Shmuel Shayowitz (NMLS#19871) is President and Chief Lending Officer at Approved Funding, a privately held local mortgage banker and direct lender. Shmuel has over two decades of industry experience, including licenses and certifications as a certified mortgage underwriter, residential review appraiser, licensed real estate agent, and direct FHA specialized underwriter. Shmuel provides a uniquely holistic approach to comprehensive real estate and financial matters that goes well beyond any single transaction. Shmuel is an award-winning financier recognized for maximizing the short-term and long-term objectives of his client. As a contributing writer to many local and regional newspapers and publications, his insights have been featured in the media for many topics, including mortgages, personal finance, appraisals, and real estate trends.
As of the writing of this article, the Dow was down over 700 points, and the S&P dropped over 80 points, as stocks were pressured as new coronavirus cases spiked in many states by 30%. On Wednesday, it was announced that New York, New Jersey, and Connecticut may issue a travel advisory requiring people arriving from states with high coronavirus rates to quarantine for 14 days. Meanwhile, reports from the EU said member states were considering to block Americans from visiting their country due to the recent surge of cases in the U.S.
There are so many conflicting opinions about the necessity to “get back to normal,” while at the same time protecting oneself from a pandemic that clearly hasn’t been contained. The nation’s top infectious disease expert, Dr. Anthony Fauci, emphasized this week that Covid-19 has also led to extreme divisiveness in the United States. “People are seeking truth and information during these difficult times,” Fauci said. Needless to say, the unsettling data we are hearing is causing much uncertainty from wall street to main street.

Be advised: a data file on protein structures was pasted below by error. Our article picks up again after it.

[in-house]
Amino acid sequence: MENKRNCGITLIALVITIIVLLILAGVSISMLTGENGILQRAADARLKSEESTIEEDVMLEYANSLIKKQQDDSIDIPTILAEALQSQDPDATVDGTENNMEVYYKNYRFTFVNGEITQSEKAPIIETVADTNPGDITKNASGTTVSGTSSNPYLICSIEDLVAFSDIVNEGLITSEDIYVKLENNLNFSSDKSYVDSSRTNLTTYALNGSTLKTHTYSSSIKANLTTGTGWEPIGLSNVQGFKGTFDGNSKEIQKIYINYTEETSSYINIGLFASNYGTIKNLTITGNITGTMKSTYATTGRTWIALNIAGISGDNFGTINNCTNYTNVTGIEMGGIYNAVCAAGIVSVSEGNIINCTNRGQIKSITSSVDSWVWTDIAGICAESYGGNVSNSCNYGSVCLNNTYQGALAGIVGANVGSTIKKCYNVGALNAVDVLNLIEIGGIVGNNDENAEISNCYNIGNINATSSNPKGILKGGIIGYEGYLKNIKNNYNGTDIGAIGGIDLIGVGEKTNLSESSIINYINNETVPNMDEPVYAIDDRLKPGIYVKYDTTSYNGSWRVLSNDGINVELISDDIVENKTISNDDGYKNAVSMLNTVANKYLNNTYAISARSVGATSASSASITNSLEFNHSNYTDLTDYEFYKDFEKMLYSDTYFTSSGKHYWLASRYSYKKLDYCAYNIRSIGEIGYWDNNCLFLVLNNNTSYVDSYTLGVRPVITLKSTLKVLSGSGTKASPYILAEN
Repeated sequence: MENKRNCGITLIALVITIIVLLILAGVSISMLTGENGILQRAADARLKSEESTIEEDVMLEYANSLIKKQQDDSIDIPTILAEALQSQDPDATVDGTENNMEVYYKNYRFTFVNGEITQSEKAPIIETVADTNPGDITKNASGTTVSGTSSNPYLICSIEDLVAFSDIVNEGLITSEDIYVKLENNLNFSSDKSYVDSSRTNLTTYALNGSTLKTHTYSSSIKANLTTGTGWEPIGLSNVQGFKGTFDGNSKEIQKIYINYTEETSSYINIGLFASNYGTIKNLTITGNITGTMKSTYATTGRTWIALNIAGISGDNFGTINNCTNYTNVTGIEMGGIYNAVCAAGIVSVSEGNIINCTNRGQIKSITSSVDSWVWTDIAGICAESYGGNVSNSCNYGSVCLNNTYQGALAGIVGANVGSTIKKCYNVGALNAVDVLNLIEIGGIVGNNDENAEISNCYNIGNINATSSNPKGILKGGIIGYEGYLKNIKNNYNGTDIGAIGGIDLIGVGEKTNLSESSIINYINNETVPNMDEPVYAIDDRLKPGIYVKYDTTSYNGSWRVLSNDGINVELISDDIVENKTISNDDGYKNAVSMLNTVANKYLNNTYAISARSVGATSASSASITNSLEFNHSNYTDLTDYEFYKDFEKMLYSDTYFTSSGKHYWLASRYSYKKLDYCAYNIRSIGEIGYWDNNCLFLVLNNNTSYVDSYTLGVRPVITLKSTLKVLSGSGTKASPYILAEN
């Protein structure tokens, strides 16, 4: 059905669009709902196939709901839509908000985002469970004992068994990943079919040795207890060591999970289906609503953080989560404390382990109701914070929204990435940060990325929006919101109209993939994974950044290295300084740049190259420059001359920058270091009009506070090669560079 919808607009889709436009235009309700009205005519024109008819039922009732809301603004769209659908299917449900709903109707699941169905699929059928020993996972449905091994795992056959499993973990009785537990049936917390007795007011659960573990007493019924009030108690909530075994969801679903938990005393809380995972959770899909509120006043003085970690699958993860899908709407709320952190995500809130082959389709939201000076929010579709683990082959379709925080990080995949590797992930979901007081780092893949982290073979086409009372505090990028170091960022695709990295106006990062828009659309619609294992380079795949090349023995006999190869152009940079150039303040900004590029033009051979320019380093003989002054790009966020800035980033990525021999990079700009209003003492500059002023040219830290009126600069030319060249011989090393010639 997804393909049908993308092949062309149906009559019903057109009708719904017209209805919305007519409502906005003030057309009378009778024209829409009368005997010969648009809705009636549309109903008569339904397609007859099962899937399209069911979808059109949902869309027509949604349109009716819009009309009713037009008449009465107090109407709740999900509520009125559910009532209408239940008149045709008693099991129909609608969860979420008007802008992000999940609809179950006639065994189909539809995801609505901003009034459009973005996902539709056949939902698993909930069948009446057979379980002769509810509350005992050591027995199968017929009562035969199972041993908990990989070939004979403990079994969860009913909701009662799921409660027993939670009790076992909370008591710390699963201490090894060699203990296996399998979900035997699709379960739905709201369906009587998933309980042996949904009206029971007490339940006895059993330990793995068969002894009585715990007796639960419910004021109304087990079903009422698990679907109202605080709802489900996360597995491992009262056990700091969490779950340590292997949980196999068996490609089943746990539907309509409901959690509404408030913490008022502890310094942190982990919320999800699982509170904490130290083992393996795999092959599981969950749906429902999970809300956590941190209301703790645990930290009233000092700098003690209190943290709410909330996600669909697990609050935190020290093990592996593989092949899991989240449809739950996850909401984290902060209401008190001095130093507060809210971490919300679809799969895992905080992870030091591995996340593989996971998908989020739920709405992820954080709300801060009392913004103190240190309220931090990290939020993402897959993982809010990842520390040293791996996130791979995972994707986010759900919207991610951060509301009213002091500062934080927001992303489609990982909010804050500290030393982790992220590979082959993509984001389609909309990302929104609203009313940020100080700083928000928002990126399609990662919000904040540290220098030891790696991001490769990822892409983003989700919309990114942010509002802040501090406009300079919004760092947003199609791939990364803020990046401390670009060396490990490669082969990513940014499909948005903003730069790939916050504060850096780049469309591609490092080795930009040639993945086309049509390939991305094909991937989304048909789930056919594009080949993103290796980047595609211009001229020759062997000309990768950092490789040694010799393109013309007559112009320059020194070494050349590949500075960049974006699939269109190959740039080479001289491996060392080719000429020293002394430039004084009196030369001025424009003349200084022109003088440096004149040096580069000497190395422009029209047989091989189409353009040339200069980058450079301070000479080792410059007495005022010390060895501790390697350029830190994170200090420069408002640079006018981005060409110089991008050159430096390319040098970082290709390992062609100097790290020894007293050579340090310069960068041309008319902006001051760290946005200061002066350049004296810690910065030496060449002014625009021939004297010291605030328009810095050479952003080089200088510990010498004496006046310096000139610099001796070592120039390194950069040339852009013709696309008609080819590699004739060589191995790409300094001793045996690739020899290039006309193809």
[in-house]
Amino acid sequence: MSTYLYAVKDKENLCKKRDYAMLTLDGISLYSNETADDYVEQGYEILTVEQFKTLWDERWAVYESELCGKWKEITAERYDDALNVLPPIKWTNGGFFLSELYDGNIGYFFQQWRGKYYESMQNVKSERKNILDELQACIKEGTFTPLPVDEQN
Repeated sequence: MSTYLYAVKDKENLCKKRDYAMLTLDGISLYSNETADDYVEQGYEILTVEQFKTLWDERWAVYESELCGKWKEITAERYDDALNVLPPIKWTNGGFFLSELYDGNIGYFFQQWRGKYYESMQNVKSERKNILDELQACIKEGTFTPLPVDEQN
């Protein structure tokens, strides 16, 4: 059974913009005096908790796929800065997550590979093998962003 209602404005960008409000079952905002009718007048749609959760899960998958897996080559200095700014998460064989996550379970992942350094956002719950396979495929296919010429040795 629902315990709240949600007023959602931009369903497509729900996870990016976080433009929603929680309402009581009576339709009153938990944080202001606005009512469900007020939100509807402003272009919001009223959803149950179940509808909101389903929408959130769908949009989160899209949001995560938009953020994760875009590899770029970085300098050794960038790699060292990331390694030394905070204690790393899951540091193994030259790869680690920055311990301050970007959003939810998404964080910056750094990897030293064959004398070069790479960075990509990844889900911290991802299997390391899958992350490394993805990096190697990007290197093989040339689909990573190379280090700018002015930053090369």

With COVID-19 spikes plaguing countries nationwide, this week, the International Monetary Fund (IMF) forecasted weak global growth for the remainder of the year. The IMF is projecting Global growth to be at -4.9% in 2020 a decrease from their previous forecast. (Created in 1945, the IMF is governed by and accountable to the 189 countries that make up its near-global membership.) In its World Economic Outlook update, the IMF noted the coronavirus pandemic is causing a much steeper recession and a slower recovery than initially expected. They warned of a “higher-than-usual degree of uncertainty” around its forecast, which it said was based on a number of assumptions, including stable financial conditions.
More locally, the Mortgage Bankers Association (“MBA”) reported that mortgage applications for last week showed that overall loan volume was down almost 10% from the previous week. Purchase applications were down 3% – the first decline in 10 weeks – after coming off an 11-year high. Mortgages for refinances were down 12% but are still up significantly from this time last year. From what I am seeing and reading, the decline is likely due to capacity issues, not because of demand.
According to the MBA, interest rates remained unchanged at a national average of 3.30% which is 84 basis points lower than this time last year. A question that I often get is, why are people seeing higher national averages for mortgage rates than they are getting from actually calling their trusted local mortgage advisor. For example, we are convincingly below 3% for many of our mortgage clients who fall into the top tier. The wide-ranging spread from one mortgage company to the next is growing. The number one reason for people to refinance their current mortgage now is because it statistically makes sense, now.
The IMF said that $10.7 trillion in fiscal measures have been announced worldwide to fight the pandemic. This is sure to have long-lasting financial implications throughout the world. The second reason that people should highly consider refinancing now is that the world is smaller than ever before. Global economies and markets are intertwined and the sheer amount of stimulus and governmental intervention will have repercussions that will come without warning.
Finally, if current opportunities of low rates, or concerns of global reckoning don’t move you off your feet – the simple concept of “uncertainty” should make anyone look at the financial situation today and do a “mark to market” to make sure they are in the best financial circumstances possible. You cannot imagine how cheap money is at this very moment.
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